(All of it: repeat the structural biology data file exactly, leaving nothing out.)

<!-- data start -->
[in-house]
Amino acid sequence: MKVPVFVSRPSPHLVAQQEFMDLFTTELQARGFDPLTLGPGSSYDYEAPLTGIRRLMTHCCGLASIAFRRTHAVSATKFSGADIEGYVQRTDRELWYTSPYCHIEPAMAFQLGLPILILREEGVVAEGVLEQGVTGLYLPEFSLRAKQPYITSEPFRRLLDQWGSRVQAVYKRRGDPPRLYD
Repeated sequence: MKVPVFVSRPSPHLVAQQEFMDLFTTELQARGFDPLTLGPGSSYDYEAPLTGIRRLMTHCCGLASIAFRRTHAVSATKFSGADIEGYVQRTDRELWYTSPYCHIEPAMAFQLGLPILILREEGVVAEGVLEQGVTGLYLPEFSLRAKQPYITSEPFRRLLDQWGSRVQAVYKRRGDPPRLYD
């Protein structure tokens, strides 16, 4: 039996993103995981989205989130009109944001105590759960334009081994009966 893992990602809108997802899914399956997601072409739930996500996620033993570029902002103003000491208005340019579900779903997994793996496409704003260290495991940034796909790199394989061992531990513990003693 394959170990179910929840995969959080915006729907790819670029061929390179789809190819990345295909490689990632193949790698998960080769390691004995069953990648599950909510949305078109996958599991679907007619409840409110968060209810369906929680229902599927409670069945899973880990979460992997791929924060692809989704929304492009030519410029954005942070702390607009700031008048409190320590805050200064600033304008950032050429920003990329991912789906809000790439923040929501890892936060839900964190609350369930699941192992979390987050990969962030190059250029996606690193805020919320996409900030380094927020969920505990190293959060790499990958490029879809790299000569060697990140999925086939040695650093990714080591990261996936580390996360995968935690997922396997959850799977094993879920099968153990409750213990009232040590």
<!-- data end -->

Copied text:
[in-house]
Amino acid sequence: MKVPVFVSRPSPHLVAQQEFMDLFTTELQARGFDPLTLGPGSSYDYEAPLTGIRRLMTHCCGLASIAFRRTHAVSATKFSGADIEGYVQRTDRELWYTSPYCHIEPAMAFQLGLPILILREEGVVAEGVLEQGVTGLYLPEFSLRAKQPYITSEPFRRLLDQWGSRVQAVYKRRGDPPRLYD
Repeated sequence: MKVPVFVSRPSPHLVAQQEFMDLFTTELQARGFDPLTLGPGSSYDYEAPLTGIRRLMTHCCGLASIAFRRTHAVSATKFSGADIEGYVQRTDRELWYTSPYCHIEPAMAFQLGLPILILREEGVVAEGVLEQGVTGLYLPEFSLRAKQPYITSEPFRRLLDQWGSRVQAVYKRRGDPPRLYD
């Protein structure tokens, strides 16, 4: 039996993103995981989205989130009109944001105590759960334009081994009966 893992990602809108997802899914399956997601072409739930996500996620033993570029902002103003000491208005340019579900779903997994793996496409704003260290495991940034796909790199394989061992531990513990003693 394959170990179910929840995969959080915006729907790819670029061929390179789809190819990345295909490689990632193949790698998960080769390691004995069953990648599950909510949305078109996958599991679907007619409840409110968060209810369906929680229902599927409670069945899973880990979460992997791929924060692809989704929304492009030519410029954005942070702390607009700031008048409190320590805050200064600033304008950032050429920003990329991912789906809000790439923040929501890892936060839900964190609350369930699941192992979390987050990969962030190059250029996606690193805020919320996409900030380094927020969920505990190293959060790499990958490029879809790299000569060697990140999925086939040695650093990714080591990261996936580390996360995968935690997922396997959850799977094993879920099968153990409750213990009232040590």